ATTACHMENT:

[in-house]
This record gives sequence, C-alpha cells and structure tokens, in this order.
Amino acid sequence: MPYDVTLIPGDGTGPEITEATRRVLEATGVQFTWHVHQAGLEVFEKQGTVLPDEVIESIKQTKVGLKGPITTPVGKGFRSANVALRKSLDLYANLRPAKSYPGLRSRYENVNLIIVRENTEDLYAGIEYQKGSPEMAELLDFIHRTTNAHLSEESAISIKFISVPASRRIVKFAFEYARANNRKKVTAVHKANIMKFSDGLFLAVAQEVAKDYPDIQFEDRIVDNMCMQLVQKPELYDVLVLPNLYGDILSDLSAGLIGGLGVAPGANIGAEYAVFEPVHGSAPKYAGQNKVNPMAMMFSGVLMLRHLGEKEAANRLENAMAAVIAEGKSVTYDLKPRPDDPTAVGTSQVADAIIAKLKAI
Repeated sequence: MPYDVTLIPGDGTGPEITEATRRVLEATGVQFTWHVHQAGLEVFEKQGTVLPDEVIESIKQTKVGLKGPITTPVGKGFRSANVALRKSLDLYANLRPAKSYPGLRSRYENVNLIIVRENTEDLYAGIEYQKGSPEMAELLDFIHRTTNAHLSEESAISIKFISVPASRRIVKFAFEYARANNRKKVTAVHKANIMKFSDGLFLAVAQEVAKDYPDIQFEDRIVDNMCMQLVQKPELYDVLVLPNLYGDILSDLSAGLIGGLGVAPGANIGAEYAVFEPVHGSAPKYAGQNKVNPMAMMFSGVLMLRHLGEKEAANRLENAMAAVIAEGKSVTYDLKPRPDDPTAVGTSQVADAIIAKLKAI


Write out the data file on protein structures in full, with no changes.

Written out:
[in-house]
This record gives sequence, C-alpha cells and structure tokens, in this order.
Amino acid sequence: MPYDVTLIPGDGTGPEITEATRRVLEATGVQFTWHVHQAGLEVFEKQGTVLPDEVIESIKQTKVGLKGPITTPVGKGFRSANVALRKSLDLYANLRPAKSYPGLRSRYENVNLIIVRENTEDLYAGIEYQKGSPEMAELLDFIHRTTNAHLSEESAISIKFISVPASRRIVKFAFEYARANNRKKVTAVHKANIMKFSDGLFLAVAQEVAKDYPDIQFEDRIVDNMCMQLVQKPELYDVLVLPNLYGDILSDLSAGLIGGLGVAPGANIGAEYAVFEPVHGSAPKYAGQNKVNPMAMMFSGVLMLRHLGEKEAANRLENAMAAVIAEGKSVTYDLKPRPDDPTAVGTSQVADAIIAKLKAI
Repeated sequence: MPYDVTLIPGDGTGPEITEATRRVLEATGVQFTWHVHQAGLEVFEKQGTVLPDEVIESIKQTKVGLKGPITTPVGKGFRSANVALRKSLDLYANLRPAKSYPGLRSRYENVNLIIVRENTEDLYAGIEYQKGSPEMAELLDFIHRTTNAHLSEESAISIKFISVPASRRIVKFAFEYARANNRKKVTAVHKANIMKFSDGLFLAVAQEVAKDYPDIQFEDRIVDNMCMQLVQKPELYDVLVLPNLYGDILSDLSAGLIGGLGVAPGANIGAEYAVFEPVHGSAPKYAGQNKVNPMAMMFSGVLMLRHLGEKEAANRLENAMAAVIAEGKSVTYDLKPRPDDPTAVGTSQVADAIIAKLKAI